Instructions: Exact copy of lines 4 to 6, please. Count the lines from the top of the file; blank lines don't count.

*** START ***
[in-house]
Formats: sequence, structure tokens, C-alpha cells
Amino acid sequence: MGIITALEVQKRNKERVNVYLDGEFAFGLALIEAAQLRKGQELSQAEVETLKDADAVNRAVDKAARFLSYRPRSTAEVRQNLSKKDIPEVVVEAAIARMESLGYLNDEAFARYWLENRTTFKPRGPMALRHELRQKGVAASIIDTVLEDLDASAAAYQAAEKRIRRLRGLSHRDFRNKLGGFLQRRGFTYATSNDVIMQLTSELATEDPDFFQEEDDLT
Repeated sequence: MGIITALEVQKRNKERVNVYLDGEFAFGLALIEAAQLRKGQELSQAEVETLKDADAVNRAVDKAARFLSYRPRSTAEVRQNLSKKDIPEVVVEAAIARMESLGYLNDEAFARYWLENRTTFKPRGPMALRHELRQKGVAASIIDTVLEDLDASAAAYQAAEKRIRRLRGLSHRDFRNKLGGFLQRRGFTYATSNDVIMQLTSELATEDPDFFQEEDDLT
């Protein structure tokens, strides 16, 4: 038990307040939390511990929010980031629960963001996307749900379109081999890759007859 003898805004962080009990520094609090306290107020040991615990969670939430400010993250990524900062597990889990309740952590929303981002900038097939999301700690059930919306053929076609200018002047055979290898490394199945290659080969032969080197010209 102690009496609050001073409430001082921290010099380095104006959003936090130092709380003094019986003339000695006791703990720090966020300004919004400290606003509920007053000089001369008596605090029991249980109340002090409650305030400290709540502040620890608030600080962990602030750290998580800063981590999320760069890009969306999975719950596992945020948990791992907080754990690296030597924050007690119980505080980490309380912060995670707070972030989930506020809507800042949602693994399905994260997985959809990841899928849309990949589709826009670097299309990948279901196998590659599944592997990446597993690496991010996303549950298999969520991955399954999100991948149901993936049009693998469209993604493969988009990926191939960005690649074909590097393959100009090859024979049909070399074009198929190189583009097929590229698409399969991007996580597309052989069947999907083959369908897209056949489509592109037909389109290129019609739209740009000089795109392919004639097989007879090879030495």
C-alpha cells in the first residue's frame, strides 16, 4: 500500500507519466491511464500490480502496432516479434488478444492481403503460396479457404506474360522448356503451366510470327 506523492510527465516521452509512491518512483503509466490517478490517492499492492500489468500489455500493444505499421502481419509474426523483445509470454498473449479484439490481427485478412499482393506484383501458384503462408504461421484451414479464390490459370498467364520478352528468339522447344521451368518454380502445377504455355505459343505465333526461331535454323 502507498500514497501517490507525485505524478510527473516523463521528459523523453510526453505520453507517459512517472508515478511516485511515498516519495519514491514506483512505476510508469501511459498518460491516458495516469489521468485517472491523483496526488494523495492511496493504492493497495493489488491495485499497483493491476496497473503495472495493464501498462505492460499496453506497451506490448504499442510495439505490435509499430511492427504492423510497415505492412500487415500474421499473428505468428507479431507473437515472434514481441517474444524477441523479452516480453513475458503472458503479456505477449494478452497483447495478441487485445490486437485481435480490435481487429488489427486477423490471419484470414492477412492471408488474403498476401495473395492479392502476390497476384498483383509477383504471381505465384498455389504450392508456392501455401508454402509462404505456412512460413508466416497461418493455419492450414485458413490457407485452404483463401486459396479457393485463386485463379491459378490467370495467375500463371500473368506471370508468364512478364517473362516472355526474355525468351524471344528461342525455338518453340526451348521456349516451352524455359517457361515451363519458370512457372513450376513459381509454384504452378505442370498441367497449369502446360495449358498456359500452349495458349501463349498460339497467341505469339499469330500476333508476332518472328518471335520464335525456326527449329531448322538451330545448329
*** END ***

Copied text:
Repeated sequence: MGIITALEVQKRNKERVNVYLDGEFAFGLALIEAAQLRKGQELSQAEVETLKDADAVNRAVDKAARFLSYRPRSTAEVRQNLSKKDIPEVVVEAAIARMESLGYLNDEAFARYWLENRTTFKPRGPMALRHELRQKGVAASIIDTVLEDLDASAAAYQAAEKRIRRLRGLSHRDFRNKLGGFLQRRGFTYATSNDVIMQLTSELATEDPDFFQEEDDLT
């Protein structure tokens, strides 16, 4: 038990307040939390511990929010980031629960963001996307749900379109081999890759007859 003898805004962080009990520094609090306290107020040991615990969670939430400010993250990524900062597990889990309740952590929303981002900038097939999301700690059930919306053929076609200018002047055979290898490394199945290659080969032969080197010209 102690009496609050001073409430001082921290010099380095104006959003936090130092709380003094019986003339000695006791703990720090966020300004919004400290606003509920007053000089001369008596605090029991249980109340002090409650305030400290709540502040620890608030600080962990602030750290998580800063981590999320760069890009969306999975719950596992945020948990791992907080754990690296030597924050007690119980505080980490309380912060995670707070972030989930506020809507800042949602693994399905994260997985959809990841899928849309990949589709826009670097299309990948279901196998590659599944592997990446597993690496991010996303549950298999969520991955399954999100991948149901993936049009693998469209993604493969988009990926191939960005690649074909590097393959100009090859024979049909070399074009198929190189583009097929590229698409399969991007996580597309052989069947999907083959369908897209056949489509592109037909389109290129019609739209740009000089795109392919004639097989007879090879030495």
C-alpha cells in the first residue's frame, strides 16, 4: 500500500507519466491511464500490480502496432516479434488478444492481403503460396479457404506474360522448356503451366510470327 506523492510527465516521452509512491518512483503509466490517478490517492499492492500489468500489455500493444505499421502481419509474426523483445509470454498473449479484439490481427485478412499482393506484383501458384503462408504461421484451414479464390490459370498467364520478352528468339522447344521451368518454380502445377504455355505459343505465333526461331535454323 502507498500514497501517490507525485505524478510527473516523463521528459523523453510526453505520453507517459512517472508515478511516485511515498516519495519514491514506483512505476510508469501511459498518460491516458495516469489521468485517472491523483496526488494523495492511496493504492493497495493489488491495485499497483493491476496497473503495472495493464501498462505492460499496453506497451506490448504499442510495439505490435509499430511492427504492423510497415505492412500487415500474421499473428505468428507479431507473437515472434514481441517474444524477441523479452516480453513475458503472458503479456505477449494478452497483447495478441487485445490486437485481435480490435481487429488489427486477423490471419484470414492477412492471408488474403498476401495473395492479392502476390497476384498483383509477383504471381505465384498455389504450392508456392501455401508454402509462404505456412512460413508466416497461418493455419492450414485458413490457407485452404483463401486459396479457393485463386485463379491459378490467370495467375500463371500473368506471370508468364512478364517473362516472355526474355525468351524471344528461342525455338518453340526451348521456349516451352524455359517457361515451363519458370512457372513450376513459381509454384504452378505442370498441367497449369502446360495449358498456359500452349495458349501463349498460339497467341505469339499469330500476333508476332518472328518471335520464335525456326527449329531448322538451330545448329